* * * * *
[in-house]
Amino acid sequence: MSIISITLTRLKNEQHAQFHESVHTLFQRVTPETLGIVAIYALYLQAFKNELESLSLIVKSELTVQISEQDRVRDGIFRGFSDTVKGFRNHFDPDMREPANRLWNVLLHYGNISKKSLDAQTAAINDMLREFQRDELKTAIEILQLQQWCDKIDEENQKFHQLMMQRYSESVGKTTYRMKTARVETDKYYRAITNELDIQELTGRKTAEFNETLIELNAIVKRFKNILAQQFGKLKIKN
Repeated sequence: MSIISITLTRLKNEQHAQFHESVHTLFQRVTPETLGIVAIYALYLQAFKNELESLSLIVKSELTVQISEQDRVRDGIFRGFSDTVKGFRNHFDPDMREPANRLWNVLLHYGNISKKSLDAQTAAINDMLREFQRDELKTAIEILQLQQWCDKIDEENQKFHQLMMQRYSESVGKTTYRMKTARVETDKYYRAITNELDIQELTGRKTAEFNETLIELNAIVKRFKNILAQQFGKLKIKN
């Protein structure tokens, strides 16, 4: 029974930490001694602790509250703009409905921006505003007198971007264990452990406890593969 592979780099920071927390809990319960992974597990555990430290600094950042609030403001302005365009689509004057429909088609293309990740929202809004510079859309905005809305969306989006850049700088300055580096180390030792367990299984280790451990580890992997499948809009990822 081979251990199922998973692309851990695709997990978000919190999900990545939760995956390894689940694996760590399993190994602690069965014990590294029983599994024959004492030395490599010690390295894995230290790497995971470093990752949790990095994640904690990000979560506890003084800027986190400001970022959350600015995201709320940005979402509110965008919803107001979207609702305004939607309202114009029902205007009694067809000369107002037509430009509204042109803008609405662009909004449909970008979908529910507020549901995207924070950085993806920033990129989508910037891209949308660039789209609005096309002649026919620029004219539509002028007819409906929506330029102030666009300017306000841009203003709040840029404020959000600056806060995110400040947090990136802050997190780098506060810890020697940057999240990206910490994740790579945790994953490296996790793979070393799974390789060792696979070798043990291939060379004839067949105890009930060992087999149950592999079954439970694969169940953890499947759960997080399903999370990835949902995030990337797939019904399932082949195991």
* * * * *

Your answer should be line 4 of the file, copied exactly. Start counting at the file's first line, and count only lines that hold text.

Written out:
């Protein structure tokens, strides 16, 4: 029974930490001694602790509250703009409905921006505003007198971007264990452990406890593969 592979780099920071927390809990319960992974597990555990430290600094950042609030403001302005365009689509004057429909088609293309990740929202809004510079859309905005809305969306989006850049700088300055580096180390030792367990299984280790451990580890992997499948809009990822 081979251990199922998973692309851990695709997990978000919190999900990545939760995956390894689940694996760590399993190994602690069965014990590294029983599994024959004492030395490599010690390295894995230290790497995971470093990752949790990095994640904690990000979560506890003084800027986190400001970022959350600015995201709320940005979402509110965008919803107001979207609702305004939607309202114009029902205007009694067809000369107002037509430009509204042109803008609405662009909004449909970008979908529910507020549901995207924070950085993806920033990129989508910037891209949308660039789209609005096309002649026919620029004219539509002028007819409906929506330029102030666009300017306000841009203003709040840029404020959000600056806060995110400040947090990136802050997190780098506060810890020697940057999240990206910490994740790579945790994953490296996790793979070393799974390789060792696979070798043990291939060379004839067949105890009930060992087999149950592999079954439970694969169940953890499947759960997080399903999370990835949902995030990337797939019904399932082949195991």